In this poem, the Puritan pastor Edward Taylor (1642 – 1729) likens to the soul’s spiritual formation to the common activities of spinning and weaving—household chores in the undeveloped economy of colonial New England. Taylor creates an extended analogy, likening each step in the process of making cloth to a spiritual practice Christians undertake through the guidance of God. In its form, the poem is a prayer asking for God’s help in a process of spiritual transformation.
One can view the poem as written from a female perspective for female readers, showing how an ordinary Christian, performing chores needed to keep a family going, might pray her way through a busy day. Yet one can also view the female perspective of the poem as flowing from the Christian tradition (drawing on references in Paul’s letters, the Book of Revelation, and even certain parables of Jesus) that likens believers to brides wedded to Jesus Christ. Viewed in either way, the poem quietly subverts the modern stereotype of Puritan society as male-dominated.
The painting “Spinning by Firelight” by Henry Ossawa Tanner, although executed in 1894, two centuries after Taylor’s time, echoes the poet’s appreciation for women’s life-sustaining work. One sees this in the husband’s thoughtful regard of the wife, who is serenely focused on her task.
Make me, O Lord, Thy spinning-wheel complete.
Thy holy word my distaff  make for me.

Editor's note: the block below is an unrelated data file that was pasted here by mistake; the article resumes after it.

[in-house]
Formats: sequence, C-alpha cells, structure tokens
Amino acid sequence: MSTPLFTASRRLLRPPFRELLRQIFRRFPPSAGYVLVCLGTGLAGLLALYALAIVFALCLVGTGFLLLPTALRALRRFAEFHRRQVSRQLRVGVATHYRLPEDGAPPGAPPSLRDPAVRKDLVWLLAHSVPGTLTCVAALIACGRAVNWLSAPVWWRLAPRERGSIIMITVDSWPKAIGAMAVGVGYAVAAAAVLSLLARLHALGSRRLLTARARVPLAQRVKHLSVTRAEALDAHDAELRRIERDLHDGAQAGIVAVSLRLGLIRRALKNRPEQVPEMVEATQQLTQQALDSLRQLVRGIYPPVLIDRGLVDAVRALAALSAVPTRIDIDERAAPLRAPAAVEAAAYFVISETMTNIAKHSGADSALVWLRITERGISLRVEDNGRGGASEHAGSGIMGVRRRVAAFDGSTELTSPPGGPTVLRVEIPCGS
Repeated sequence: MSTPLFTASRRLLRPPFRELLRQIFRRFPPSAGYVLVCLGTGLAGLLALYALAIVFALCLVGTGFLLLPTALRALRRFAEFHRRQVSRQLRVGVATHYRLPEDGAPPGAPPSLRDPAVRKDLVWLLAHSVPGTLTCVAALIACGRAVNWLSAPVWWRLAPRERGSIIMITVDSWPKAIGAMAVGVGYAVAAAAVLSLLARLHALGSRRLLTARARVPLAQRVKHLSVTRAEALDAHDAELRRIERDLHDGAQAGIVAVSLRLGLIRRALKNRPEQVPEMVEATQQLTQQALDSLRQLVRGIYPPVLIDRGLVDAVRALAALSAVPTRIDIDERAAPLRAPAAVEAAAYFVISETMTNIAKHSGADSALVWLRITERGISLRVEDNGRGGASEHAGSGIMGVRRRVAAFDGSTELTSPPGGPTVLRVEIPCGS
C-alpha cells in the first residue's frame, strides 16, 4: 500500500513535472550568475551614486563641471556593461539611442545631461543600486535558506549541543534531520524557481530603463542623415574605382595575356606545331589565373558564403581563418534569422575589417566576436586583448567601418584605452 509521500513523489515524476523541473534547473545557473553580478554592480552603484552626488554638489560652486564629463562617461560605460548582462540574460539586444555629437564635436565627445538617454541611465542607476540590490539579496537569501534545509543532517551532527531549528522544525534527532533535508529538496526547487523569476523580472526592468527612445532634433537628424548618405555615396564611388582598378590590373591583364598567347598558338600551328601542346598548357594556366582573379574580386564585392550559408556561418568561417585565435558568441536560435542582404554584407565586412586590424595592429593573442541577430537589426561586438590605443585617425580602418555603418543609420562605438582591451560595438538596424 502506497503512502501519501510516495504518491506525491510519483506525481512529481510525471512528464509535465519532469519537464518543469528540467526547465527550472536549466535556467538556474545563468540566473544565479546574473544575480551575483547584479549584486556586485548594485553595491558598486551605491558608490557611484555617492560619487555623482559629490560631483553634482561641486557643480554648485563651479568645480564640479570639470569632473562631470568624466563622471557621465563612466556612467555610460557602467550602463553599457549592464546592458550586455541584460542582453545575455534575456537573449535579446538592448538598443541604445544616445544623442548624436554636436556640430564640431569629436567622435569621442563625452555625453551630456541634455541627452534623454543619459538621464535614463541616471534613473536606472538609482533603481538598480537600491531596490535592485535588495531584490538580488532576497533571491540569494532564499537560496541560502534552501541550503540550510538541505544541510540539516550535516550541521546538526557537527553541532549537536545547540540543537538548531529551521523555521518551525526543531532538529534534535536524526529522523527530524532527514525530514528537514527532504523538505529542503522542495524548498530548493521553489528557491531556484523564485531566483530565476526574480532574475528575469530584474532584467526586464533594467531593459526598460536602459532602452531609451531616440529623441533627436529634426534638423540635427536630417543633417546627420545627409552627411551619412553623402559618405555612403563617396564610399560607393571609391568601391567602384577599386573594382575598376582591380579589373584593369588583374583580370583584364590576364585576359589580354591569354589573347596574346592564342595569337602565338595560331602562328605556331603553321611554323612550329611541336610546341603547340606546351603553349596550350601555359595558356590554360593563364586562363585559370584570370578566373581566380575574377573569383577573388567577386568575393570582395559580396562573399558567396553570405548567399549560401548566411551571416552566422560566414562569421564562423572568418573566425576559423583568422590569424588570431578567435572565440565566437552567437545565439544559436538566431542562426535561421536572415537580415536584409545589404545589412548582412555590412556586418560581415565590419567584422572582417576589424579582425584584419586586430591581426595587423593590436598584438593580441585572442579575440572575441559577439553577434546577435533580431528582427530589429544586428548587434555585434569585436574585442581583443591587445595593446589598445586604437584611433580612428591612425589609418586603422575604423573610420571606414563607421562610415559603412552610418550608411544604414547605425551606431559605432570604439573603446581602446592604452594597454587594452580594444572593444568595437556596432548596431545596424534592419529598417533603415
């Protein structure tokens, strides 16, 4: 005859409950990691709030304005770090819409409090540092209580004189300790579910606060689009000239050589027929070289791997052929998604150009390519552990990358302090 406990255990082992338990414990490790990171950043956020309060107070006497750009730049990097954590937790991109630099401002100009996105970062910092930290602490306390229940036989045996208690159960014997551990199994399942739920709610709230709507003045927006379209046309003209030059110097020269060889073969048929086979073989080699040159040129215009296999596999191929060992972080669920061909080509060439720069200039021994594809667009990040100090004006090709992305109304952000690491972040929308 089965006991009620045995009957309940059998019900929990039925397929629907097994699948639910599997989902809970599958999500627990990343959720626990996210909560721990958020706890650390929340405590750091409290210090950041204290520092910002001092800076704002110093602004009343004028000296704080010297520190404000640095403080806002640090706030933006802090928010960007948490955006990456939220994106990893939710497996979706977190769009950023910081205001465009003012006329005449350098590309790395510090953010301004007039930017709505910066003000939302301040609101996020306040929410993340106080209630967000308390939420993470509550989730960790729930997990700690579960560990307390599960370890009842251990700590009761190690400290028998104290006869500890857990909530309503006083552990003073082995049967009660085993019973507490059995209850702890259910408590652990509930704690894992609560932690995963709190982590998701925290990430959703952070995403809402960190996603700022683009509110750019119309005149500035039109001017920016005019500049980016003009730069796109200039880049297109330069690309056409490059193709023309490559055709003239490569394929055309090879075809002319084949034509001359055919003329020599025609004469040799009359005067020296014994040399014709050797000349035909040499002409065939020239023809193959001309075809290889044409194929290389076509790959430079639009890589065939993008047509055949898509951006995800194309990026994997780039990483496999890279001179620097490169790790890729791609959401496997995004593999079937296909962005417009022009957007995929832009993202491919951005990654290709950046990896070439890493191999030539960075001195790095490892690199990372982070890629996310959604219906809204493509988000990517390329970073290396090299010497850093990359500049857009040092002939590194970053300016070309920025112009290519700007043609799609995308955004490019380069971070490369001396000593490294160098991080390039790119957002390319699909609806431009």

Make mine affections Thy swift flyers  neat
And make my soul Thy holy spool  to be.
My conversation make to be Thy reel  And reel thy yarn thereon spun of Thy wheel.
Make me Thy loom then, knit therein this twine:
And make Thy Holy Spirit, Lord, wind quills  :
Then weave the web Thyself. Thy yarn is fine.
Thine ordinances make my fulling-mills  .
Then dye the same in heavenly colors choice,
All pinked  with varnished flowers of paradise.
Then clothe therewith mine understanding, will,
Affections, judgement, conscience, memory,
My words and actions, that their shine may fill
My ways with glory and Thee glorify.
Then mine apparel shall display before Ye
That I am clothed in holy robes for glory.
 The staff that holds the unspun wool, from which the thread is drawn out.
 Curved pieces of wood that guide the yarn as it is being wound onto the flyer whorl, which spins to add the necessary twist that strengthens the yarn.
 The rod or bobbin on which the spun and twisted yarn is wound.
 The drive band that connects the wheel to the flyer whorl. As the great wheel spins, the drive band causes the whorl to spin.
 A hollow reed on which the “warp” yarn was wound to manage it during the weaving process. On a loom, the vertical, “weft” yarn was first secured vertically in place; then the warp yarn was woven lengthwise through it.
 After cloth was woven, it was put through a washing process calling “fulling” that cleaned and shrank the fibers, making the cloth denser.